The Budget 2014 contained a raft of radical changes to the way in which members of defined contribution (DC) pension schemes can access their benefits in the future. These changes are designed to give individuals more flexibility over how they take benefits at retirement, and to ensure they can make informed decisions about the choices available.
The biggest change is the ability for individuals to fully withdraw their DC pension pot from age 55, subject to their marginal income tax rate. Previously, if an individual wanted to do this both they, and their pension scheme, would have been subject to adverse tax charges.
Whether members can take full advantage of the changes will depend on the rules of their scheme. Employers can expect a flood of queries from members wanting to understand their options and some employees may want to delay retirement until all the changes come into effect.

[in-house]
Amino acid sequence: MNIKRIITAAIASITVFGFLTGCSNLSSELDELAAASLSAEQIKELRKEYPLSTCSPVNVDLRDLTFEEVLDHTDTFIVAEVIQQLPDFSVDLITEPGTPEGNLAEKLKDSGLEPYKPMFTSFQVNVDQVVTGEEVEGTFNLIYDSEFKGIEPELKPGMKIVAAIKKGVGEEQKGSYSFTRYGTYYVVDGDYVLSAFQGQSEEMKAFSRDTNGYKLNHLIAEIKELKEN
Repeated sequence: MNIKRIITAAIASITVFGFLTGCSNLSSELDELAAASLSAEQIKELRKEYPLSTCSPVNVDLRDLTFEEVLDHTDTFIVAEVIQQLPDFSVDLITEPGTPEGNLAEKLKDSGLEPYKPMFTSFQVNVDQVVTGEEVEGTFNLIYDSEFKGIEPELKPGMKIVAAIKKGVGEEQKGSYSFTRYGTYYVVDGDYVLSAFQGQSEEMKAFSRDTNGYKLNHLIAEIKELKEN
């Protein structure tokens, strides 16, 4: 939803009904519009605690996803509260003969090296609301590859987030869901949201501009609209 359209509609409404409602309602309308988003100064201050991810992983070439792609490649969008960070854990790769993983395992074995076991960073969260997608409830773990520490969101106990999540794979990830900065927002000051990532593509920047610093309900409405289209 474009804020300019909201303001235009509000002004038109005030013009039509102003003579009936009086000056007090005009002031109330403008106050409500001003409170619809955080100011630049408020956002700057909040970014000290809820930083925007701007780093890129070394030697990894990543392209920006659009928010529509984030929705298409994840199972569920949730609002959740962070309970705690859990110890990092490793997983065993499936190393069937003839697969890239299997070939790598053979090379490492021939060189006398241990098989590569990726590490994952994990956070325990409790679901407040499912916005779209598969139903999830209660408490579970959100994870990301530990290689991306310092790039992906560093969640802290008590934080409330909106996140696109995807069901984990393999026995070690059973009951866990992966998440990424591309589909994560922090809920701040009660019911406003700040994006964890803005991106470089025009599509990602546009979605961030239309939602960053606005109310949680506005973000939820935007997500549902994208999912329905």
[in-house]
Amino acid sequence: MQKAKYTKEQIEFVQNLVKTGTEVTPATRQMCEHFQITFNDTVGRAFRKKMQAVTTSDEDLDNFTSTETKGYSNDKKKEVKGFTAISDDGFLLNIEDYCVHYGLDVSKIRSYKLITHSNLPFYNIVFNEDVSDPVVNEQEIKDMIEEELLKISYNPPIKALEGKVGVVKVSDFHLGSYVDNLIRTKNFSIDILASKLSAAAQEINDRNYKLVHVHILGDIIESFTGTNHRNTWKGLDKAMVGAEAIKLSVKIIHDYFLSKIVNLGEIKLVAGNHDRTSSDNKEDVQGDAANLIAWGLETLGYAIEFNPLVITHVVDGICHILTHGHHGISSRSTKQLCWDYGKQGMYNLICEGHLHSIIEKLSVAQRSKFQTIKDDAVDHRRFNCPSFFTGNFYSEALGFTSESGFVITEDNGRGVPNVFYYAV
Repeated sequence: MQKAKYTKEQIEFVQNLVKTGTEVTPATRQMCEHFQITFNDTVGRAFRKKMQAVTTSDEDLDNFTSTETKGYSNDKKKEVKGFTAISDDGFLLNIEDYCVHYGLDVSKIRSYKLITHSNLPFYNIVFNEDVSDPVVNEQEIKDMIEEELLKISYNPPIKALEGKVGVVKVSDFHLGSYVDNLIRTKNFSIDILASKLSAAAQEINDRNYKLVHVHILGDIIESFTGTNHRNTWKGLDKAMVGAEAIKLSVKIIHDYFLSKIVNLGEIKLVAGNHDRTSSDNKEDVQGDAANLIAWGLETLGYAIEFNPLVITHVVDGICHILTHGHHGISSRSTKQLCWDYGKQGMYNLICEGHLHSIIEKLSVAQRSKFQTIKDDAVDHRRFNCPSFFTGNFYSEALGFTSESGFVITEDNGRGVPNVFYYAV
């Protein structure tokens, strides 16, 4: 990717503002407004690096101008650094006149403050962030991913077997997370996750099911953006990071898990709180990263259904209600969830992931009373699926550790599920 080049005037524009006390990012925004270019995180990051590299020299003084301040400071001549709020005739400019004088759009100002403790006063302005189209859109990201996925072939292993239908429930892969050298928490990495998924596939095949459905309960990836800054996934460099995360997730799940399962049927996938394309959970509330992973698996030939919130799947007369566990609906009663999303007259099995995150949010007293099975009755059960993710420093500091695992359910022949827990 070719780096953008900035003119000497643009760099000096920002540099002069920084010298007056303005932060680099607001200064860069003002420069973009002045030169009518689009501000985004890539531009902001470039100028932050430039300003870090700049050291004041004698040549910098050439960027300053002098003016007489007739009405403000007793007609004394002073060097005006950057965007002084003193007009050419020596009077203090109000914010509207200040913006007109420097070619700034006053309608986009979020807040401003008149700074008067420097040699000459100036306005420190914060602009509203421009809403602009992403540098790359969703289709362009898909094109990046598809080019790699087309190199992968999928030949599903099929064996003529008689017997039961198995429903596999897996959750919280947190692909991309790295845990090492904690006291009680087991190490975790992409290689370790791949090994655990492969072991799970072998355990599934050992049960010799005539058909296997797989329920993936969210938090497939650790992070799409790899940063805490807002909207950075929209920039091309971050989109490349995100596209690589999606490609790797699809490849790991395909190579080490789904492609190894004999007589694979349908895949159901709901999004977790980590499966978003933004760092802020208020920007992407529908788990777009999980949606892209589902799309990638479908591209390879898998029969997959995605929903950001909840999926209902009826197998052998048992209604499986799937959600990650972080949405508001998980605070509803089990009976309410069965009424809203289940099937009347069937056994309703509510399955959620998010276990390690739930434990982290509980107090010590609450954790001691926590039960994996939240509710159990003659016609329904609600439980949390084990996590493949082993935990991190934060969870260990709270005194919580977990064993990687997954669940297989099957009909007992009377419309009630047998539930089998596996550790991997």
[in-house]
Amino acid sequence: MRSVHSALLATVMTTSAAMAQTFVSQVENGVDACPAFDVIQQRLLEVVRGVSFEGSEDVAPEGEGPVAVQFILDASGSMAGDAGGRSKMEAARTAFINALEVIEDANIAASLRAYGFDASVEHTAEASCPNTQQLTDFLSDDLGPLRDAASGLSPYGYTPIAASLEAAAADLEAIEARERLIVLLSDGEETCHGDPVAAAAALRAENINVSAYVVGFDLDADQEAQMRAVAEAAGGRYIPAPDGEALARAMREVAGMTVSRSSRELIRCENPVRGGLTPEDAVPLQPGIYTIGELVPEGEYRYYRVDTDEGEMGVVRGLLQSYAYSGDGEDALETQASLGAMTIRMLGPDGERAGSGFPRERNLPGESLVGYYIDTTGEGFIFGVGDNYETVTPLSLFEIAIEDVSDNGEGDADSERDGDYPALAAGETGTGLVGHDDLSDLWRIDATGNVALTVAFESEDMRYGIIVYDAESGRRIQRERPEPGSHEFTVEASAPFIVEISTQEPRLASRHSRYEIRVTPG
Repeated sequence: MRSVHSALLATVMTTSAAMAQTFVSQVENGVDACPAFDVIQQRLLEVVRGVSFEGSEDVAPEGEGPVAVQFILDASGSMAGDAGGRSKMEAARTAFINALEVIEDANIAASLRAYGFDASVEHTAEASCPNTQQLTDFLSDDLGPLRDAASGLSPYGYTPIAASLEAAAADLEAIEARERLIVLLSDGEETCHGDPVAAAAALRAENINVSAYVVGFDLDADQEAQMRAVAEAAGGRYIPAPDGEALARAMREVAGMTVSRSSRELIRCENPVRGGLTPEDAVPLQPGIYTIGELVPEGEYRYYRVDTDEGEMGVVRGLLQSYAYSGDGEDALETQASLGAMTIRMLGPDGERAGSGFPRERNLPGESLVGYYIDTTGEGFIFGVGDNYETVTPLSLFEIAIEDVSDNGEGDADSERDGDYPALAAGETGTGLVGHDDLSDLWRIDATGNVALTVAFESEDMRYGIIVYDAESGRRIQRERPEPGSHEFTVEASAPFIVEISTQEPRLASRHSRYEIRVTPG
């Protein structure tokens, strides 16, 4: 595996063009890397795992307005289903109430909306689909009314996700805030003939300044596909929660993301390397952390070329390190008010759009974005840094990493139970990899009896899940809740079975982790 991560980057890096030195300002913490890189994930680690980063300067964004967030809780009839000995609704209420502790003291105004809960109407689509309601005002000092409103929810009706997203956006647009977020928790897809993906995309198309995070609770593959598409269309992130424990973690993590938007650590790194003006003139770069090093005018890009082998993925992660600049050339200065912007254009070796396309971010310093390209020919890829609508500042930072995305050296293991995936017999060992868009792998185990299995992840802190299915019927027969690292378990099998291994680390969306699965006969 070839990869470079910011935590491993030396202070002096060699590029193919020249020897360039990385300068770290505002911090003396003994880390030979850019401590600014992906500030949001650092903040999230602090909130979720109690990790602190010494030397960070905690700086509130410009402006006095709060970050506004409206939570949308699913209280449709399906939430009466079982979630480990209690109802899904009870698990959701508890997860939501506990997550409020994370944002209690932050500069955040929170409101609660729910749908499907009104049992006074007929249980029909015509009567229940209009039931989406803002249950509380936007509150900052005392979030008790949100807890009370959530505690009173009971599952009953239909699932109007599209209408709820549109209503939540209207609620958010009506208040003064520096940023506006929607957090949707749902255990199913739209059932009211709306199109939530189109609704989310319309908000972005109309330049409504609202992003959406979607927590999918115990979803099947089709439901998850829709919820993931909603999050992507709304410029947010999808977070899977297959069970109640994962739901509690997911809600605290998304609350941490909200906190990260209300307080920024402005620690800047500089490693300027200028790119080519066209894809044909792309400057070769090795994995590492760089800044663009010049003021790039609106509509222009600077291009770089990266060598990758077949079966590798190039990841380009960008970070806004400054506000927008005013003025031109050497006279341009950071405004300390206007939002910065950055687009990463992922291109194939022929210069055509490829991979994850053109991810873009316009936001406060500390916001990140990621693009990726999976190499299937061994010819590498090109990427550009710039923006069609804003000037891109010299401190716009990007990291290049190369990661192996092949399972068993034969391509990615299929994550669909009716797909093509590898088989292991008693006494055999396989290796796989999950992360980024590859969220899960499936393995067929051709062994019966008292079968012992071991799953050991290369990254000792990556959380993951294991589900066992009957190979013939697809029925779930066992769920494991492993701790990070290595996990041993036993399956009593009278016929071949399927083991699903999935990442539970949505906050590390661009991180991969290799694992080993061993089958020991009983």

While the increase in flexibility will be welcomed by individuals, employers with trust-based schemes may be concerned about the new duty to ensure individuals receive good quality guidanceon their options at retirement, in particular, the costs of compliance.
But a big concern for employers and trustees will be to ensure that they cannot be held liable if the advice provided to members subsequently turns out to be poor. Will individuals try to claim against the employer and trustees?
I also expect a number of employers will, thanks to the increase in the defined benefits overall pension savings that can be taken as a lump sum from £18,000 to £30,000, use it as an opportunity to remove some of the smaller liabilities in their schemes by inviting eligible members to take a lump sum.
The detail around the more ‘radical’ changes is still to be worked out and it remains to be seen whether the changes are quite so innovative when they actually come into force.
Faye Jarvis is of counsel at Hogan Lovells International.